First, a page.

Within the last 24 hours three major parties have jumped in on the crypto-debate and simply added to the noise surrounding the discussion, within which there is a dearth of quality and thus not much by the way of progress. These latest three interventions fail to achieve much more than highlight the necessity for a substantive and sincere discussion worthy of the questions that cryptocurrencies raise.
Christine Lagarde, Managing Director of the IMF, yesterday articulated her idea to “fight fire with fire”, which would entail governments using blockchain and cryptocurrency technology to combat fraud, money laundering and illegal transactions. Her intervention in the crypto-debate was ostensibly well-meaning, stating, “It would not be wise to dismiss crypto-assets; we must welcome their potential but also recognise their risks”. She is the second major central banker to assume such a stance, with Mark Carney, Governor of the Bank of England, also towing a similar line that pointed to cryptocurrencies and blockchain as the future, but a future which needs a cautious and tentative approach.
Lagarde’s comments, however, are closer to the view we’ve come to expect from establishment figures, that is, they are laced with a heavy vein of misunderstanding. In her IMF blog post, she identified two ways crypto-tech could be used to prevent harmful effects. The first was to create some form of shared system which would allow for information sharing among well-meaning actors: “The technology that enables instant global transactions could be used to create registries of standard, verified, customer information along with digital signatures”. Her second point was less specific: “Biometrics, artificial intelligence, and cryptography can enhance digital security and identify suspicious transactions in close to real time”.
We have been used to the likes of Jamie Dimon (CEO of JP Morgan Chase) and Warren Buffett (CEO of Berkshire Hathaway) making statements which reject the validity of crypto-assets, and in doing so display that they don’t quite understand the world they’re commenting on. But Lagarde has vaulted clean over the bar of misunderstanding they set into a new realm where the atmosphere is thick with the pungent need to hire an aide who knows what they’re talking about when it comes to cryptocurrencies.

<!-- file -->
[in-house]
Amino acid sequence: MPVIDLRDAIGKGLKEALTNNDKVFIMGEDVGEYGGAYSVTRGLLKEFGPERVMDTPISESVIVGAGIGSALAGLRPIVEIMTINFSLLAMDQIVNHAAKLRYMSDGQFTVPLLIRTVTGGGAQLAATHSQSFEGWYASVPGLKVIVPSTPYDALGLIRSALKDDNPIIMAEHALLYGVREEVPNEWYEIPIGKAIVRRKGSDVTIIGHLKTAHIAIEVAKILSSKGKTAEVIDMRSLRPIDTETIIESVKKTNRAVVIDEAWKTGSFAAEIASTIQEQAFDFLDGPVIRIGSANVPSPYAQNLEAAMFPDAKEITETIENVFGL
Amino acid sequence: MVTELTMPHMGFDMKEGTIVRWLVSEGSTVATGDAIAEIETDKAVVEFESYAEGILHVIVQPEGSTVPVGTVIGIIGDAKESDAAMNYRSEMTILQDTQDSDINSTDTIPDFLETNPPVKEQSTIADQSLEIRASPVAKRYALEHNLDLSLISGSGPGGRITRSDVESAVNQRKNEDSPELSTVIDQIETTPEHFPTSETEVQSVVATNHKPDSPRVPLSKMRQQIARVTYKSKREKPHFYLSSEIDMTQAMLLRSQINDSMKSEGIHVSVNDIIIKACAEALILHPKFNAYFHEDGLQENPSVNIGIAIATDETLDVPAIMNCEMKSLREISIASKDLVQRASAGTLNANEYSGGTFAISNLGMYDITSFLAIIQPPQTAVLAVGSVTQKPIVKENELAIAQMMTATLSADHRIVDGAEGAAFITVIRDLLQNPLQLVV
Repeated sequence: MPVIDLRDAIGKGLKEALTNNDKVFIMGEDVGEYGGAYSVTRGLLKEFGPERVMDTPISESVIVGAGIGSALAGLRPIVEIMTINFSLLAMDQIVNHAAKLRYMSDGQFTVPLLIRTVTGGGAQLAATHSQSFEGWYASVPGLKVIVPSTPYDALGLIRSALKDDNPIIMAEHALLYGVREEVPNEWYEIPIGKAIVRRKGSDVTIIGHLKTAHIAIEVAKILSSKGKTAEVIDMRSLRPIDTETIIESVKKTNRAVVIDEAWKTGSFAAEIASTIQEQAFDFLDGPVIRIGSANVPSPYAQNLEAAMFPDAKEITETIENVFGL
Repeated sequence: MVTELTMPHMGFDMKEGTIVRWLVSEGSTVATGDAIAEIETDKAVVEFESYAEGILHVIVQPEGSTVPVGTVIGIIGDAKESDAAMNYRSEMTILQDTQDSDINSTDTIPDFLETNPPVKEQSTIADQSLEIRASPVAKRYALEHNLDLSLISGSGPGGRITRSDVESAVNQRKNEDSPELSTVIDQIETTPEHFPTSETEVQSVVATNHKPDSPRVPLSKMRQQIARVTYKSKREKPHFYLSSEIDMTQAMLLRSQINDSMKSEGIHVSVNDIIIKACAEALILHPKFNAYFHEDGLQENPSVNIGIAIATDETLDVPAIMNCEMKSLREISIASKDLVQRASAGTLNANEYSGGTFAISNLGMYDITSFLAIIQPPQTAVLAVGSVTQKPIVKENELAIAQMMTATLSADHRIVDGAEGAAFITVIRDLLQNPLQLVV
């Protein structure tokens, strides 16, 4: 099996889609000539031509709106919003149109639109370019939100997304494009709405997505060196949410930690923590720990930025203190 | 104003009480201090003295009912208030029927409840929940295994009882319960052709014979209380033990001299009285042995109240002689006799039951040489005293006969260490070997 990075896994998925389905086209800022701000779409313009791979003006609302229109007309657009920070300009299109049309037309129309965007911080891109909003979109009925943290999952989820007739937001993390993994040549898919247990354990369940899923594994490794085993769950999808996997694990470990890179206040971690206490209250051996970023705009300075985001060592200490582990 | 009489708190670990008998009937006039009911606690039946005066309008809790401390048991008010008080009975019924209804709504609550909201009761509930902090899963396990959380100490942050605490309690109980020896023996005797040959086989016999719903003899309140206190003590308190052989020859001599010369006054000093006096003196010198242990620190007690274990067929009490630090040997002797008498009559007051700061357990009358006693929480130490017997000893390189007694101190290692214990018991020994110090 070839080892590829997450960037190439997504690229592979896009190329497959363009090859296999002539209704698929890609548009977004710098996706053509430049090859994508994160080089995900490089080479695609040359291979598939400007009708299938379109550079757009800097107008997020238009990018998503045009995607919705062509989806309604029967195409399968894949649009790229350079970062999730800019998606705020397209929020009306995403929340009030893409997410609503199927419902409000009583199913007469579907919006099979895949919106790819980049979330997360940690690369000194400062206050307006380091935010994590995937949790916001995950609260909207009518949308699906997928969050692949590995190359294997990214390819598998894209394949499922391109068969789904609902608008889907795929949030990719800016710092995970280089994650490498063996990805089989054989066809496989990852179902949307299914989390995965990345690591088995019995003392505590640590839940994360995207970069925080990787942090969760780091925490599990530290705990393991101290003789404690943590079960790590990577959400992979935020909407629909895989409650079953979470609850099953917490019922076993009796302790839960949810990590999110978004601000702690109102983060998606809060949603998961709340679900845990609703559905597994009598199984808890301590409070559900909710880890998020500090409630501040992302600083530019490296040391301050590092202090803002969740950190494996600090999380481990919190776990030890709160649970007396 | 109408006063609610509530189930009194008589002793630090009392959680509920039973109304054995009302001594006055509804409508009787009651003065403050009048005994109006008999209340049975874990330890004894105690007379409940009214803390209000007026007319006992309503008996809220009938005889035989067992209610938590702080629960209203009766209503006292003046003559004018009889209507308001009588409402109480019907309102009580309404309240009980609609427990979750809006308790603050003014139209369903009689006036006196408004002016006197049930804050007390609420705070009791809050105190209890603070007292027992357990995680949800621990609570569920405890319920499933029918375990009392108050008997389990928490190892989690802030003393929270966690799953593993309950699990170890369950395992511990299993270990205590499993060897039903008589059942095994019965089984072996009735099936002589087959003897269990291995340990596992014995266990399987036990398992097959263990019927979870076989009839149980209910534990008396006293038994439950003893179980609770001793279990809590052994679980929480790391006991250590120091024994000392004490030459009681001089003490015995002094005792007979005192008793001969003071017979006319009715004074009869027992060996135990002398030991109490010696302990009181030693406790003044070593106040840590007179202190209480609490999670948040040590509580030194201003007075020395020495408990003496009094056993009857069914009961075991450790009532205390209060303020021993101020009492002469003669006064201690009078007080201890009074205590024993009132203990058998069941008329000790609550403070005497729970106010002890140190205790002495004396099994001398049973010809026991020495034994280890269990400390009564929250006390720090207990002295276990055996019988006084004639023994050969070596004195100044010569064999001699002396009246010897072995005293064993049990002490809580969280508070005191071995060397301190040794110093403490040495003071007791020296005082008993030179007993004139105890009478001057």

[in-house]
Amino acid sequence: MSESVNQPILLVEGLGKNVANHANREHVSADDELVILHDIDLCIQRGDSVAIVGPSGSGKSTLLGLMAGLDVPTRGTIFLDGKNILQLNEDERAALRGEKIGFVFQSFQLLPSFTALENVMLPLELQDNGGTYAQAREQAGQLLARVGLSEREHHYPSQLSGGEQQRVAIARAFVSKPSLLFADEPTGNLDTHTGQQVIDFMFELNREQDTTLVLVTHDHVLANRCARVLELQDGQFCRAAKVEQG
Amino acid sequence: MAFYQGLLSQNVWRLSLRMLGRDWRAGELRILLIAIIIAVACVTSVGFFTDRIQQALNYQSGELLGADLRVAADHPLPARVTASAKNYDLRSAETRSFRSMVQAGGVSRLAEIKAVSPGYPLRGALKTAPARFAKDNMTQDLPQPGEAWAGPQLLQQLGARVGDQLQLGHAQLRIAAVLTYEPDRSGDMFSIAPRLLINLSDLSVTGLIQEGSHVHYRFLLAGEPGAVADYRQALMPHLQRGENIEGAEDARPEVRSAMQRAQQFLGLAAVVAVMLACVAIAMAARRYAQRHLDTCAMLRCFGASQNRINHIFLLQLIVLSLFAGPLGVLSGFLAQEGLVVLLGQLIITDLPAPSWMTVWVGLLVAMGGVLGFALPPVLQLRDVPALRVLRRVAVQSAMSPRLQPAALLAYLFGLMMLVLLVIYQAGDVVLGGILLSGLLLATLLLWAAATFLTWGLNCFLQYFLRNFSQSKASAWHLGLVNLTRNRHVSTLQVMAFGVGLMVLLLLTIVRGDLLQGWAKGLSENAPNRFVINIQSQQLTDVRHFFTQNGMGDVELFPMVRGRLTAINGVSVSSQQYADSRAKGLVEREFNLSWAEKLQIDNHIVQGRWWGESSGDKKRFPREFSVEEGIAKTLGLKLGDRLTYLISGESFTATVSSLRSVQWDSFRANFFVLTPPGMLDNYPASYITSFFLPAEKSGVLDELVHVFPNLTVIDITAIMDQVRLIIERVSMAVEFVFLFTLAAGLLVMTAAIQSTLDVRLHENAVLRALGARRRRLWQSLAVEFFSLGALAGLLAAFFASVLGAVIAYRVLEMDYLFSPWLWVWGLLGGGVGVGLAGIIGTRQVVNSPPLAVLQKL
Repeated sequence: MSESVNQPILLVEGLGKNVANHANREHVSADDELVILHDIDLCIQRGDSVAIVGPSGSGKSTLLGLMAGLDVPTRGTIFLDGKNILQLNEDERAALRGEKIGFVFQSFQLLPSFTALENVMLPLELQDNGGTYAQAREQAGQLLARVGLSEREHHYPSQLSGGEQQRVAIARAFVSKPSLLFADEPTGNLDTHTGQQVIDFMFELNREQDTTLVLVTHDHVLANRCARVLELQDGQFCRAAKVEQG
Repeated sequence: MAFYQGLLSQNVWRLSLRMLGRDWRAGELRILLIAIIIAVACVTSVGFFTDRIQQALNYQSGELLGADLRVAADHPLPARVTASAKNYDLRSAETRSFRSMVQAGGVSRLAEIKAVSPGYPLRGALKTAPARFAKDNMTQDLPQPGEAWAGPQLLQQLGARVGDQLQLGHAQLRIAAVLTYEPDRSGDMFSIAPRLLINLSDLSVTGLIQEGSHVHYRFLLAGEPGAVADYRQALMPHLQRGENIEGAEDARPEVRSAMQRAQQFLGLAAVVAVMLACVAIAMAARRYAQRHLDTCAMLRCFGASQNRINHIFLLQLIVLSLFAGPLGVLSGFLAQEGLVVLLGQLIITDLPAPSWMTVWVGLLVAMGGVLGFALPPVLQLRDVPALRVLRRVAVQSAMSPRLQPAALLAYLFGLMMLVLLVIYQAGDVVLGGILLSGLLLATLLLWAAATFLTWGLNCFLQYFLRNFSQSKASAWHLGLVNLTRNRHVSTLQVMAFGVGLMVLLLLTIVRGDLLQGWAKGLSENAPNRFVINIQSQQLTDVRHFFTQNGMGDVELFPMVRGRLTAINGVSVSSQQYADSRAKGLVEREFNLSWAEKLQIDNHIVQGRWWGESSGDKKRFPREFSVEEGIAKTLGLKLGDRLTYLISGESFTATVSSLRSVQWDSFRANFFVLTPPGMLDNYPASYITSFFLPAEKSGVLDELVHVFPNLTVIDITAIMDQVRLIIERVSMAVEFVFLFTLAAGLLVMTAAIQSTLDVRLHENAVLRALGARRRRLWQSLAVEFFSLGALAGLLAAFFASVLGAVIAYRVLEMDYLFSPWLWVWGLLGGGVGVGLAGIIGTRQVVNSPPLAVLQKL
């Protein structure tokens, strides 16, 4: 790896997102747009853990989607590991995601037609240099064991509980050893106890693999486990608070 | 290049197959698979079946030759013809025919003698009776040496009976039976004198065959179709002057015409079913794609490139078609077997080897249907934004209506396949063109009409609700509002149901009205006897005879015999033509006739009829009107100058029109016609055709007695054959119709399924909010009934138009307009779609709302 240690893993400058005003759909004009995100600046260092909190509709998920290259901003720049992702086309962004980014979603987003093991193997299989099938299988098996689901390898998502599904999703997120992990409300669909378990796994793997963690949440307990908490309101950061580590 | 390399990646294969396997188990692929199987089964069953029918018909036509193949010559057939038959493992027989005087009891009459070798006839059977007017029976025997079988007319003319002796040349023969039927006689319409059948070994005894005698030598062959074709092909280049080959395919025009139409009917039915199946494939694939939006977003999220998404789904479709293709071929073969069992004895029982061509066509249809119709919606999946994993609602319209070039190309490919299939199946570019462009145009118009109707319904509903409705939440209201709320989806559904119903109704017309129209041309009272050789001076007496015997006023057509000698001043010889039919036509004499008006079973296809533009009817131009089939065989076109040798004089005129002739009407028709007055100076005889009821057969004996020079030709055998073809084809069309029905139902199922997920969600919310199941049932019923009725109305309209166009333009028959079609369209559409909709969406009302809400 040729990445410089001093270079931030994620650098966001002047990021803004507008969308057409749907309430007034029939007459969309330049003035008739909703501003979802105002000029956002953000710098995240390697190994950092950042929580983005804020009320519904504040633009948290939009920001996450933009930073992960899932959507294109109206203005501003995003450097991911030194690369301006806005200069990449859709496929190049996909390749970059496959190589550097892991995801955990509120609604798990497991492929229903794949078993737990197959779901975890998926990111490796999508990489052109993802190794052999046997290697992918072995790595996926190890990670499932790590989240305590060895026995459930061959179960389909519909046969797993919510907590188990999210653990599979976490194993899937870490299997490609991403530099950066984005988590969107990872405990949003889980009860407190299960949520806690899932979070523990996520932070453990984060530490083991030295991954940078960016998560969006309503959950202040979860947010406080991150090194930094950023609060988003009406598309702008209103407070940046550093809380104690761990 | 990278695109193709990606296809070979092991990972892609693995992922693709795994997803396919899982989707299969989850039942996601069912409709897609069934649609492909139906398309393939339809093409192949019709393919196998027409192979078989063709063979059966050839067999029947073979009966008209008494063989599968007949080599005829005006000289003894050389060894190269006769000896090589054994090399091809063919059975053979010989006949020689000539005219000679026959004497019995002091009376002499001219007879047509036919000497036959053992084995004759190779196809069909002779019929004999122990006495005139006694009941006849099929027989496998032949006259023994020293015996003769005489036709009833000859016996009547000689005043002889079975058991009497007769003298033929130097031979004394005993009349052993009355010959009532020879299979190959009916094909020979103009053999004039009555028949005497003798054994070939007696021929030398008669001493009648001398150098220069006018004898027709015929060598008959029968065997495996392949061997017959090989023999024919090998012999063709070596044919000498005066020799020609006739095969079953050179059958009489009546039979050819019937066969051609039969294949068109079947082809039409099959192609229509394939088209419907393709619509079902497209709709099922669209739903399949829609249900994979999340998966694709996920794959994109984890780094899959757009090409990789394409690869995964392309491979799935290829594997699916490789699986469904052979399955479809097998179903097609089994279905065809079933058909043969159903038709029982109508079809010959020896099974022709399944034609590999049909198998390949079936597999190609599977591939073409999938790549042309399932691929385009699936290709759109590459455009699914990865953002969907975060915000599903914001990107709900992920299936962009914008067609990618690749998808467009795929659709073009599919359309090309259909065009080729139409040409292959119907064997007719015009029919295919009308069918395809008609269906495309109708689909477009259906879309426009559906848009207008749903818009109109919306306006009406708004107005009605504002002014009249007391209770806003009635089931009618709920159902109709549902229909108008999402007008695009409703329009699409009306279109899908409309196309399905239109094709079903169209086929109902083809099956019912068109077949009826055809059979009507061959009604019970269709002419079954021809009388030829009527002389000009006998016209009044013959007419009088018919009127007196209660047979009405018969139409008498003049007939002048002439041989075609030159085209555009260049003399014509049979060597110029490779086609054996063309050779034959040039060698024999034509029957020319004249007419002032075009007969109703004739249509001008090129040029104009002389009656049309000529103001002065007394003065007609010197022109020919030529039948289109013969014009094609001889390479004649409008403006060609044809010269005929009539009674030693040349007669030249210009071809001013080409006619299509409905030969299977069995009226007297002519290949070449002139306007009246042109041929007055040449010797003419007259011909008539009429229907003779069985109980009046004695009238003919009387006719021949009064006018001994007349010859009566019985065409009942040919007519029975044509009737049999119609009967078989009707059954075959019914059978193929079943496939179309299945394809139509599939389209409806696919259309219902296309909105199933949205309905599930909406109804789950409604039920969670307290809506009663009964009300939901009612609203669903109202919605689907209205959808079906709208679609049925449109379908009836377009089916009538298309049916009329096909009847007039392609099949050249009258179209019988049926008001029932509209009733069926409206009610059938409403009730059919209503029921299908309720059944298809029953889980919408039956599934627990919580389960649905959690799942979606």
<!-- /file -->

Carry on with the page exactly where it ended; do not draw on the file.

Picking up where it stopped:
Her ideas amount to the creation of exactly what cryptocurrencies were set up avoid: a ‘trusted’ third party which has a monopoly on information. In order to set up a verified registry accessible by digital signatures, the state would need to be the sole arbiter of the ‘truth’, thus instantly making a distributed ledger where the truth is held by consensus redundant. She was much less specific on her plans for biometrics and AI, but it seems unlikely she’ll have inspired confidence in handling such problematic concepts.
Cryptocurrencies are in their early days and dissenting views are as useful as the bullish, but whichever view one takes making headway is unlikely to be achieved via a fundamental misunderstanding of the topic on which one opines.
Last month we published an article entitled “Facebook throws the Bitcoin baby out with the Russian bathwater”, which made the argument that Facebook had become so worried about their role in not preventing Russian election interference that they had a knee-jerk reaction to cryptocurrencies and banned their advertising on the site. There may still be an element of that, but now Google has jumped on the bandwagon and banned crypto-adverts. Big Tech seems to be very scared of being accused of not acting when they could have to prevent harm, except we don’t really know how much harm cryptocurrencies are causing.
The future of cryptocurrencies is, as Christine Lagarde pointed out in her blog post, uncertain. And while there are undoubtedly bad actors involved, the ghost of the Silk Road seems to be shaping the narrative of this new technology sector to a degree beyond that which can reasonably be said to be reflective of reality. The crypto-debate has a tone about it which may lead to an overreaction on the part of do-gooders, based on an overstated threat, which could lead to their actions looking hyper-reactionary in retrospect. There is a passage from Hunter S. Thompson’s Fear and Loathing in Las Vegas worth considering as allegorical here. Our hero attends a police convention on drugs where there is a talk entitled KNOW YOUR DOPE FIEND, and the speaker embarks: